Estimating In Situ Zooplankton Non-Predation Mortality in an Oligo-Mesotrophic Lake from Sediment Trap Data: Caveats and Reality Check.

Dubovskaya OP, Tang KW, Gladyshev MI, Kirillin G, Buseva Z, Kasprzak P, Tolomeev AP, Grossart HP - PLoS ONE (2015)

Gut content extracted from Megacyclops gigas showing remains of cyclopoid copepods.
© Copyright Policy
Related In: Results  -  Collection

License
Show All Figures
getmorefigures.php?uid=PMC4492990&req=5

pone.0131431.g004: Gut content extracted from Megacyclops gigas showing remains of cyclopoid copepods.
Mentions: Active ‘swimmers’ of the large copepod Megacyclops (Acanthocyclops) gigas (Claus) appeared in the traps, which might cause errors in our calculation if they removed some of the carcasses. However, M. gigas consumes mainly live animals by sucking out the body content of their prey [35], the remains of which would appear very differently than carcasses from non-predation mortality [20]. We did not find sucked carcasses or partial remains of B. longirostris, and we saw only remains of copepods in extracted gut content of M. gigas (Fig 4).

Bottom Line: Mortality due to non-predation factors is often ignored even though anecdotal evidence of non-predation mass mortality of zooplankton has been reported repeatedly.Zooplankton carcasses may be exposed to water column microbes for days before entering the benthos; therefore, non-predation mortality affects not only zooplankton population dynamics but also microbial and benthic food webs.This would be particularly important for carbon and nitrogen cycles in systems where recurring mid-summer decline of zooplankton population due to non-predation mortality is observed.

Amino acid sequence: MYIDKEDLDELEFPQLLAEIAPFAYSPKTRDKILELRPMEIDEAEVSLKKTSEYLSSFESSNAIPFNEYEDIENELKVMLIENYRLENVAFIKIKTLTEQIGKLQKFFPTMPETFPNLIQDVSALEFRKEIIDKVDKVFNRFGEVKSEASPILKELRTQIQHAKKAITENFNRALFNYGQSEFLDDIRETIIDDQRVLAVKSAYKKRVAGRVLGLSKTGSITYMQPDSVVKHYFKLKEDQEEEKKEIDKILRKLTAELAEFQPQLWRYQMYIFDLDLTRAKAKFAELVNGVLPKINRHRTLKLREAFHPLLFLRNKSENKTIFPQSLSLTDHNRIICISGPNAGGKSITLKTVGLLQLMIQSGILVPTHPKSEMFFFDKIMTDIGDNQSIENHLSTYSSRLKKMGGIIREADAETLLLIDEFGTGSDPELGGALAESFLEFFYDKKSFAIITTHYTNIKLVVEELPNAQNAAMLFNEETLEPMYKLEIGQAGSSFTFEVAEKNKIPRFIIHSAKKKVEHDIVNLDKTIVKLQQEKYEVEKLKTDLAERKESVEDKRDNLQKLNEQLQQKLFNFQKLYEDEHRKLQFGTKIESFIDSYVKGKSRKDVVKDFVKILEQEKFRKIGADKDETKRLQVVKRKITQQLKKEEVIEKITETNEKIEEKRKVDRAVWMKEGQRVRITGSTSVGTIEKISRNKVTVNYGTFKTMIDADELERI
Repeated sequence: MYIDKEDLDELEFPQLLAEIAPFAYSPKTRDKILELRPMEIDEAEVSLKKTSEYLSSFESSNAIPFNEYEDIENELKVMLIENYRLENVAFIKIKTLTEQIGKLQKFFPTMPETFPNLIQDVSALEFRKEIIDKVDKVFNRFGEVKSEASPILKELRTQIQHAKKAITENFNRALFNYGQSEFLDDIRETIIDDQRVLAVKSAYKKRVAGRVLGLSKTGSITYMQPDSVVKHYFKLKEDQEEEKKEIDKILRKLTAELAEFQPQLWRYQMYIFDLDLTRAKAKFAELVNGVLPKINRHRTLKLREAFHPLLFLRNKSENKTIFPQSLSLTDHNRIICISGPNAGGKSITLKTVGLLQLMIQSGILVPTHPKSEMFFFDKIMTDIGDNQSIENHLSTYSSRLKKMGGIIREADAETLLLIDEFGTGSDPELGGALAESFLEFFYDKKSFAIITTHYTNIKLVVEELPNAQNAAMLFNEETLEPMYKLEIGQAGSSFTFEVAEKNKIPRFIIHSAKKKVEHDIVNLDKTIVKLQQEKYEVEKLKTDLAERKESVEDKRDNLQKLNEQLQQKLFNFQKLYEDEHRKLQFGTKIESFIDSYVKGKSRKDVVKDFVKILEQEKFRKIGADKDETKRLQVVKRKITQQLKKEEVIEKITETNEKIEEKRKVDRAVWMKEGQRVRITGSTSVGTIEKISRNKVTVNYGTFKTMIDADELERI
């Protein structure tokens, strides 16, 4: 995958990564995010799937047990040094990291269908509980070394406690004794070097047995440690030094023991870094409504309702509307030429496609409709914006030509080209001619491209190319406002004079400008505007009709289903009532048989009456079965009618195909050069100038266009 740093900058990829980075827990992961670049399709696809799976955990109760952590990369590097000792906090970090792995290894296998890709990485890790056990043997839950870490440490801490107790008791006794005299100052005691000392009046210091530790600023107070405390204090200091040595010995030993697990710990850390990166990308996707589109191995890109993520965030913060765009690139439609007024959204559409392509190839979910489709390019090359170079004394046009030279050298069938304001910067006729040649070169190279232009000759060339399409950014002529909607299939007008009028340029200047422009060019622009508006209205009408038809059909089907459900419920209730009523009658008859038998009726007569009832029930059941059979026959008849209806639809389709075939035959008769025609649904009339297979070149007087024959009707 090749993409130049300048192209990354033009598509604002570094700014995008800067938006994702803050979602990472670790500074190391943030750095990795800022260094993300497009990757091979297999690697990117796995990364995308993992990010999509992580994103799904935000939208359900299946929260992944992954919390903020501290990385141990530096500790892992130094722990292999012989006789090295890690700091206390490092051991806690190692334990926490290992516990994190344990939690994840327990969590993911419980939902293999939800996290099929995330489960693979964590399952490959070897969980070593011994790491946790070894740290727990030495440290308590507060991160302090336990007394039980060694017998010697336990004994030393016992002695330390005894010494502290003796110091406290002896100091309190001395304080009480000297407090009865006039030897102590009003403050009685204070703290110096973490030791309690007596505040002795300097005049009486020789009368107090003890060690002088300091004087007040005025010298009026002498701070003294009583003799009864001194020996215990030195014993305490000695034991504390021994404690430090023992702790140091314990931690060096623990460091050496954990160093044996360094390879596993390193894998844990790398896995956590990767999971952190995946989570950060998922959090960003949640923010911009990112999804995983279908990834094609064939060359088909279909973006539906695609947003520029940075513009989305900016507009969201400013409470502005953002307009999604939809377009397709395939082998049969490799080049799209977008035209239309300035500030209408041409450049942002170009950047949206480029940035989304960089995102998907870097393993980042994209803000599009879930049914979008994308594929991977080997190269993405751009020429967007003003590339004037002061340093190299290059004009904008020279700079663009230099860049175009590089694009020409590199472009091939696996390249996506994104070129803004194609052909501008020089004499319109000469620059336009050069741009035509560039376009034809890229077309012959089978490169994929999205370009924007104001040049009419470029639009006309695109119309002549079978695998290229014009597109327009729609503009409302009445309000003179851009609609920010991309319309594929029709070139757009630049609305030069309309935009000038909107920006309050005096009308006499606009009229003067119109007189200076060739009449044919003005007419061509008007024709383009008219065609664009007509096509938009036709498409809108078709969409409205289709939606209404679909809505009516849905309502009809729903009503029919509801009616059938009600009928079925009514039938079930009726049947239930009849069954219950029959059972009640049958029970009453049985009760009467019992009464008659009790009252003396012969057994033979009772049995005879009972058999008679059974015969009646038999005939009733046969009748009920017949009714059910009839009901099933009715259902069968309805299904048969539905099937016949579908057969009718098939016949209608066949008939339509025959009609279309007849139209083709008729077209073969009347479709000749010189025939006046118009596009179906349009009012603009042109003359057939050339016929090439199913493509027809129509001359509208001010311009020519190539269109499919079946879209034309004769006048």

View Article: PubMed Central - PubMed

Affiliation: Institute of Biophysics, Siberian Branch of the Russian Academy of Sciences, 50/50 Akademgorodok, Krasnoyarsk, 660036, Russia; Siberian Federal University, 79 Svobodny avenue, Krasnoyarsk, 660041, Russia.

ABSTRACT

Background: Mortality is a main driver in zooplankton population biology but it is poorly constrained in models that describe zooplankton population dynamics, food web interactions and nutrient dynamics. Mortality due to non-predation factors is often ignored even though anecdotal evidence of non-predation mass mortality of zooplankton has been reported repeatedly. One way to estimate non-predation mortality rate is to measure the removal rate of carcasses, for which sinking is the primary removal mechanism especially in quiescent shallow water bodies.

Objectives and results: We used sediment traps to quantify in situ carcass sinking velocity and non-predation mortality rate on eight consecutive days in 2013 for the cladoceran Bosmina longirostris in the oligo-mesotrophic Lake Stechlin; the outcomes were compared against estimates derived from in vitro carcass sinking velocity measurements and an empirical model correcting in vitro sinking velocity for turbulence resuspension and microbial decomposition of carcasses. Our results show that the latter two approaches produced unrealistically high mortality rates of 0.58-1.04 d(-1), whereas the sediment trap approach, when used properly, yielded a mortality rate estimate of 0.015 d(-1), which is more consistent with concurrent population abundance data and comparable to physiological death rate from the literature.

Ecological implications: Zooplankton carcasses may be exposed to water column microbes for days before entering the benthos; therefore, non-predation mortality affects not only zooplankton population dynamics but also microbial and benthic food webs. This would be particularly important for carbon and nitrogen cycles in systems where recurring mid-summer decline of zooplankton population due to non-predation mortality is observed.

No MeSH data available.


Related in: MedlinePlus